A "cartridge heater" as used in the present invention is preferably an electrical, wire-wound heater, formed by winding wire around an insulator core and packaging this winding in a cylindrical metal shell. However, a cylindrical heat pipe supplied with appropriate heat delivery fluid would also work. Such cartridge devices are easily installed in corresponding bores in the head 20 and/or strut 15 and require none of the brazing and surface dressing steps required for typical prior art distributed heating.
Introducing heat into the housing 10 reduces ice build-up but can elevate the temperature of air in boundary layers. The present invention includes means to reduce the effect of such layers. The boundary layer reduction reservoirs 25a and 25b include boundary layer bleed holes 27a and 27b, respectively. Bleed holes 27a connect between the sample chamber 50 and boundary layer reduction reservoir 25a. Bleed holes 27b are more numerous and fluidly connect both the primary flow path 40 and the sample chamber 50 to the boundary layer reduction reservoir 25b. Boundary layer vent ports 28a and 28b fluidly connect the boundary layer reduction reservoirs 25a and 25b, respectively, to the fluid surrounding the exterior of the temperature probe housing 10. The reservoirs 25a and 25b minimize boundary layer temperature disturbances of measurement by allowing gaseous fluid proximate to the interior walls of the primary flow path 40 and the sample chamber 50, which will be heated by heaters 30a and 30b, to constantly bleed out through bleed holes 27a and 27b. This occurs because the fluid pressure in each reservoir 25a and 25b is lower than that within either the primary flow path 40 or the sample chamber 50. This reduces the thickness of the boundary layer upstream from and in the immediate vicinity of the temperature sensor active portion 61 and reduces flow separation at the turn to enter the sample chamber 50.
Previously mentioned heaters 30a and 30b inserted in corresponding bores within the sensor head 20 are required to deliver scoop 22 enough heat to prevent measurement-disturbing ice from forming within the primary flow path 40 and the sample chamber 50, as well as on external surfaces of the housing 10. The primary challenge is to deliver enough heat through the outer and inner walls 24 and 26 to keep these ice-free and also to provide adequate heating for those portions of scoop 22 at the greatest distance (measured on a thermal path) from heaters 30a and 30b.
An effective heater configuration is to position the first heater 30b and the second heater 30a proximate to the primary flow path 40 and on either side of the sample chamber 50. The first heater 30b is positioned within the head 20 between a leading edge 8 of the head 20 and the sample chamber 50. The second heater 30a is positioned within the head 20 between a trailing edge 9 of the head 20 and the sample chamber 50. As noted above, in the preferred embodiment of the invention, two cylindrical cartridge heaters are utilized, because they bypass the labor costs associated with installing conventional distributed heating. Moreover, they can easily be installed in sensor head 20 with the head 20 having contact with the full surface of each cartridge. It has been found that such an arrangement is capable of adequately heating critical regions of the sensor housing 10, in the configuration of the present invention. Delivering approximately 50 to 200 Watts at each heater 30a and 30b in a head 20 of copper alloy is sufficient to prevent ice-buildup on the surfaces of scoop 22 that have the longest thermal path from heaters 30a and 30b. This is accomplished in part by keeping walls 24 and 26 that connect to scoop 22 relatively short and of adequate thickness.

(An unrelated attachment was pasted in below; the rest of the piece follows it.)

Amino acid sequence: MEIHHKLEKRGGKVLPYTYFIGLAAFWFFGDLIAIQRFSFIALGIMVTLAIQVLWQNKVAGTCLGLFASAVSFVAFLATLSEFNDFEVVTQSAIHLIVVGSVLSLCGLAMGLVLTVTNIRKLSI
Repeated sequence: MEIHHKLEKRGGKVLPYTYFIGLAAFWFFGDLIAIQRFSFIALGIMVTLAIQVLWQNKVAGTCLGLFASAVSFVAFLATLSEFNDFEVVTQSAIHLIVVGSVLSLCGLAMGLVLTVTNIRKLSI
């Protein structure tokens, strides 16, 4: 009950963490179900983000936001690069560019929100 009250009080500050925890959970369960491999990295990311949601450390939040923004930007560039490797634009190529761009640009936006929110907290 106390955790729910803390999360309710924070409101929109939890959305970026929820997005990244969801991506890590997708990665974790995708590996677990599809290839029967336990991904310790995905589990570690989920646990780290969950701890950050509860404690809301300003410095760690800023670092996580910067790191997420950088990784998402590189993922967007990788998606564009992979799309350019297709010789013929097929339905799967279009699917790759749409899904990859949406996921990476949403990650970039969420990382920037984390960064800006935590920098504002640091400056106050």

These factors enable the utilization of inexpensive localized sources, such as cartridge heaters. A further advantage of this structure is that the cartridge heaters 30a and 30b, as depicted in FIG. 6, can be extended into the strut 15 to provide heating there and aid in anchoring the head 20 to the strut 15.
It will be seen by those skilled in the art that various changes may be made without departing from the spirit and scope of the invention. For example, it will be clear that the invention could be implemented by connecting the temperature sensor 60 only to the strut 15, rather than also to the housing 20. Also, the width of the scoop 22 and its taper could be varied from the configuration shown, as long as the thermal requirements for delivery of heat to scoop 22 are not compromised. Accordingly, the invention is not limited to what is shown in the drawings and described in the specification but only as indicated in the appended claims.
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|U.S. Classification||374/138, 374/E13.006, 374/135|
|Cooperative Classification||G01K13/028, G01K13/02|
|European Classification||G01K13/02T, G01K13/02|
|Sep 28, 1995||AS||Assignment|
Owner name: ROSEMOUNT AEROSPACE INC., MINNESOTA
Free format text: ASSIGNMENT OF ASSIGNORS INTEREST;ASSIGNOR:PHILLIPS, RICHARD W.;REEL/FRAME:007736/0856
Effective date: 19950911
|Dec 21, 2000||FPAY||Fee payment|
Year of fee payment: 4
|Feb 7, 2005||FPAY||Fee payment|
Year of fee payment: 8
|Feb 5, 2009||FPAY||Fee payment|
Year of fee payment: 12